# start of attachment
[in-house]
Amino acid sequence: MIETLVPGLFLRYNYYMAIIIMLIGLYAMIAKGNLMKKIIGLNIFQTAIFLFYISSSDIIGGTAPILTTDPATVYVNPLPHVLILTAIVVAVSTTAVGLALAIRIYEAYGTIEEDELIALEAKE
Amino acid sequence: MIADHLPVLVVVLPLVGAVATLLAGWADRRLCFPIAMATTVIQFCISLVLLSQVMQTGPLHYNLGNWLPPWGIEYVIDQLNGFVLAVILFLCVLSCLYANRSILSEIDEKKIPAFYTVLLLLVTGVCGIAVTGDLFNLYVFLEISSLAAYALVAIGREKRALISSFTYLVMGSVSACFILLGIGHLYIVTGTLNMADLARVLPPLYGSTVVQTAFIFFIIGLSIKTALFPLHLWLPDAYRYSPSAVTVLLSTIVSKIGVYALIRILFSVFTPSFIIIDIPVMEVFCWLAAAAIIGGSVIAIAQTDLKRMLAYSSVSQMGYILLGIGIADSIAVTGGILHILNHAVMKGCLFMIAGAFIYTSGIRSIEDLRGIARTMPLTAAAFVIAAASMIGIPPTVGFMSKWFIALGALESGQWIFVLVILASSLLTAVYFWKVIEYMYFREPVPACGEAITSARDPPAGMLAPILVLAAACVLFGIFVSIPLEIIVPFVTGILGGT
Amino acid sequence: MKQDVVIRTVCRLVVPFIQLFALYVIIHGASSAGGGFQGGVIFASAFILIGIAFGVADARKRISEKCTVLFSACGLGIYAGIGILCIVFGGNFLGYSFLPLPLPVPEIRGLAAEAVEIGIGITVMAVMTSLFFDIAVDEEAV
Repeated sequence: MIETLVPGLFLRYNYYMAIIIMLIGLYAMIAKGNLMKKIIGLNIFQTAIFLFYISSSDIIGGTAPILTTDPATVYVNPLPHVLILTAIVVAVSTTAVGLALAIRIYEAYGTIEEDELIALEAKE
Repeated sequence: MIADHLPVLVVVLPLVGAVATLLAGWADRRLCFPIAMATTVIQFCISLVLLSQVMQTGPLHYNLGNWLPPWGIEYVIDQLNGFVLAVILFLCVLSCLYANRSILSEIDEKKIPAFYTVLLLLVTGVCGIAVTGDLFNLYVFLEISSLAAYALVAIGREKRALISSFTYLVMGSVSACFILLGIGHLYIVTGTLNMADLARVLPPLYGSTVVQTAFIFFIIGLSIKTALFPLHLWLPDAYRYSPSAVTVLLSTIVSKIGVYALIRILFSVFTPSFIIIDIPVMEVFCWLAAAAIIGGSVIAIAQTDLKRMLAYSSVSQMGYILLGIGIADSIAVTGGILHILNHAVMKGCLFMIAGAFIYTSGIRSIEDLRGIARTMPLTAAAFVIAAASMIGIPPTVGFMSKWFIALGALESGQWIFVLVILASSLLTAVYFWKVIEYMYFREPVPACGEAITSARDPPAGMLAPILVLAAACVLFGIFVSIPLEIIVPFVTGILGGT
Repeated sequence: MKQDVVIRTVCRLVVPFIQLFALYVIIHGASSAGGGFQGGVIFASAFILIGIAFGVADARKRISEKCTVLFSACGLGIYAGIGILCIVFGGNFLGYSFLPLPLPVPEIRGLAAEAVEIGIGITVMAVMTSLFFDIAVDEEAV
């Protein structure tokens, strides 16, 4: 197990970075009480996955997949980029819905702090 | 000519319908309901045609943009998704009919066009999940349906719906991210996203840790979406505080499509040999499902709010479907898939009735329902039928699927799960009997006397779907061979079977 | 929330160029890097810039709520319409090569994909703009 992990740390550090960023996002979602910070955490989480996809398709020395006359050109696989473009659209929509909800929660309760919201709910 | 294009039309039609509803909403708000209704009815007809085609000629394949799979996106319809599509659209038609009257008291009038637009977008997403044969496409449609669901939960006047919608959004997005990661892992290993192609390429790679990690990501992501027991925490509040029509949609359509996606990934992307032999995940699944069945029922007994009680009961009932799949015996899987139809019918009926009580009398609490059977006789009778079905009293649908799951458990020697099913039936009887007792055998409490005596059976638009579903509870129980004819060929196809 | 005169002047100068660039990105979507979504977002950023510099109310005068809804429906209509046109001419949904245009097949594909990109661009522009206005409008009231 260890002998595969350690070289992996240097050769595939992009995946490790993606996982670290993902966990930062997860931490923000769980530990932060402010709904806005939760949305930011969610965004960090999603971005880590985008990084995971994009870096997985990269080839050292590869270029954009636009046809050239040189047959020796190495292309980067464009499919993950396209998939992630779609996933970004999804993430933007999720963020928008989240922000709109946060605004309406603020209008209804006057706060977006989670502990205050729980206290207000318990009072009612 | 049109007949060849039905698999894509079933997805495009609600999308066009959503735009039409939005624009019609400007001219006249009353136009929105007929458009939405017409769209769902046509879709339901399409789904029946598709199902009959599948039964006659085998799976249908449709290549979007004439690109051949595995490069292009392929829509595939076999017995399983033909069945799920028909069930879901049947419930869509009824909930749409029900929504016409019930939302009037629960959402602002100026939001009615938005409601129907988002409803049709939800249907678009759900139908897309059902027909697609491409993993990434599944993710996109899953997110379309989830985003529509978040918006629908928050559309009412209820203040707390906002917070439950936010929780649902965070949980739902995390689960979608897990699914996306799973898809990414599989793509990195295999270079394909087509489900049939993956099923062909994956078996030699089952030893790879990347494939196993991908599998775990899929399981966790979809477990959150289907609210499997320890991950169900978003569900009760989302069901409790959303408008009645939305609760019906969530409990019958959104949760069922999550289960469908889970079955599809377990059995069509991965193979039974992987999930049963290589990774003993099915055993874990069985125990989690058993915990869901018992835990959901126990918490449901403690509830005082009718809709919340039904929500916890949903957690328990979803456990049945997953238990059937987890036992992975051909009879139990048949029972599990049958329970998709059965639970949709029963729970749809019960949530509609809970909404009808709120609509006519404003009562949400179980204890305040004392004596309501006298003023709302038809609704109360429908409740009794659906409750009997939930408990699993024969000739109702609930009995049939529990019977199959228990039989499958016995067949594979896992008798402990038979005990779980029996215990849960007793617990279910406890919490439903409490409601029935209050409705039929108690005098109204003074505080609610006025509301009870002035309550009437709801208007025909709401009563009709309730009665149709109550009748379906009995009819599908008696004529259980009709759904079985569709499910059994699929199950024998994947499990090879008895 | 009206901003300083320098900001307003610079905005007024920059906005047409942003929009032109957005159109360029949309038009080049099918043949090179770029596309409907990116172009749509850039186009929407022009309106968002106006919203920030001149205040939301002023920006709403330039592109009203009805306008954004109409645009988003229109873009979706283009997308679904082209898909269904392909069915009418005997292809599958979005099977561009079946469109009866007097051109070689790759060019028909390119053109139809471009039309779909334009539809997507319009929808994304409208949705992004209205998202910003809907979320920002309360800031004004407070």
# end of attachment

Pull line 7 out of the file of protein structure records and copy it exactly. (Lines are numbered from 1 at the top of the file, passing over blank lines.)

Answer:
Repeated sequence: MKQDVVIRTVCRLVVPFIQLFALYVIIHGASSAGGGFQGGVIFASAFILIGIAFGVADARKRISEKCTVLFSACGLGIYAGIGILCIVFGGNFLGYSFLPLPLPVPEIRGLAAEAVEIGIGITVMAVMTSLFFDIAVDEEAV